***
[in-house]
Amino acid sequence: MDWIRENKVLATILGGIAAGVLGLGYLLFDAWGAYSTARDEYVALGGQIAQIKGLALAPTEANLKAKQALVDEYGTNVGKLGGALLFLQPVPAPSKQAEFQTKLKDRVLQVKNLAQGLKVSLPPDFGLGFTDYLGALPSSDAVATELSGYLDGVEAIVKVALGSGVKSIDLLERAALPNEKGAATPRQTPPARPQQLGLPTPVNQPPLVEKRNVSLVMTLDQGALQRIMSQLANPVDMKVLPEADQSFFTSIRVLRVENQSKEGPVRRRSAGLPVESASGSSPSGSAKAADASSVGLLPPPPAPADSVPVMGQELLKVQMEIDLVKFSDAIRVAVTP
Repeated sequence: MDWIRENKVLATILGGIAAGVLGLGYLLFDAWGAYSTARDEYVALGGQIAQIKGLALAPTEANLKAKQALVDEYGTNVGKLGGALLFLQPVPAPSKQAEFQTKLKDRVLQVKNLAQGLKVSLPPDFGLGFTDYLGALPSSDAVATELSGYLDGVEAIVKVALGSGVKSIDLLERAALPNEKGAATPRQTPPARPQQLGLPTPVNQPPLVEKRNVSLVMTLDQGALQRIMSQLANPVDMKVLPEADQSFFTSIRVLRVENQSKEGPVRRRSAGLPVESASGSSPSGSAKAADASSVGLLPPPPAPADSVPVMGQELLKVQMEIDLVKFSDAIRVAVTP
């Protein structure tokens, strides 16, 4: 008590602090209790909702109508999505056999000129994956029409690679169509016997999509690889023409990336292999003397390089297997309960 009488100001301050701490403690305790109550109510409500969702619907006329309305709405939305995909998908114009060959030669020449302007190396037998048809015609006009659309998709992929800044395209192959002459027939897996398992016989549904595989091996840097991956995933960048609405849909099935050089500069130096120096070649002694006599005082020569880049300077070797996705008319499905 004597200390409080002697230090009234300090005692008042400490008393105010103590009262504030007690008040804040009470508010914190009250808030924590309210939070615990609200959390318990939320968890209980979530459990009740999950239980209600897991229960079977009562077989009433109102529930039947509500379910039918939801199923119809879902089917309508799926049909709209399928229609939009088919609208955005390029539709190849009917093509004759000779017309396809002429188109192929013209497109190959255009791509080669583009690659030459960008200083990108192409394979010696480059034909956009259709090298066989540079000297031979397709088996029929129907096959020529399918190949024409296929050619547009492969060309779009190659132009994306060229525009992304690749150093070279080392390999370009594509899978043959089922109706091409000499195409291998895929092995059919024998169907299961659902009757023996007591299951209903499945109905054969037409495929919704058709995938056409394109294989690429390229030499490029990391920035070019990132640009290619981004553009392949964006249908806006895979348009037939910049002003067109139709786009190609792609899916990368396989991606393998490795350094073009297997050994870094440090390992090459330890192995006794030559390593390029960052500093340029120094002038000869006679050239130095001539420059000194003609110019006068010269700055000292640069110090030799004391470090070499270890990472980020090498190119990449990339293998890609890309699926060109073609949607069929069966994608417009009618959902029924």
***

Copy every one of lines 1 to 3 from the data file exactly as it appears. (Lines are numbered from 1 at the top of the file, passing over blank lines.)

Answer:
[in-house]
Amino acid sequence: MDWIRENKVLATILGGIAAGVLGLGYLLFDAWGAYSTARDEYVALGGQIAQIKGLALAPTEANLKAKQALVDEYGTNVGKLGGALLFLQPVPAPSKQAEFQTKLKDRVLQVKNLAQGLKVSLPPDFGLGFTDYLGALPSSDAVATELSGYLDGVEAIVKVALGSGVKSIDLLERAALPNEKGAATPRQTPPARPQQLGLPTPVNQPPLVEKRNVSLVMTLDQGALQRIMSQLANPVDMKVLPEADQSFFTSIRVLRVENQSKEGPVRRRSAGLPVESASGSSPSGSAKAADASSVGLLPPPPAPADSVPVMGQELLKVQMEIDLVKFSDAIRVAVTP
Repeated sequence: MDWIRENKVLATILGGIAAGVLGLGYLLFDAWGAYSTARDEYVALGGQIAQIKGLALAPTEANLKAKQALVDEYGTNVGKLGGALLFLQPVPAPSKQAEFQTKLKDRVLQVKNLAQGLKVSLPPDFGLGFTDYLGALPSSDAVATELSGYLDGVEAIVKVALGSGVKSIDLLERAALPNEKGAATPRQTPPARPQQLGLPTPVNQPPLVEKRNVSLVMTLDQGALQRIMSQLANPVDMKVLPEADQSFFTSIRVLRVENQSKEGPVRRRSAGLPVESASGSSPSGSAKAADASSVGLLPPPPAPADSVPVMGQELLKVQMEIDLVKFSDAIRVAVTP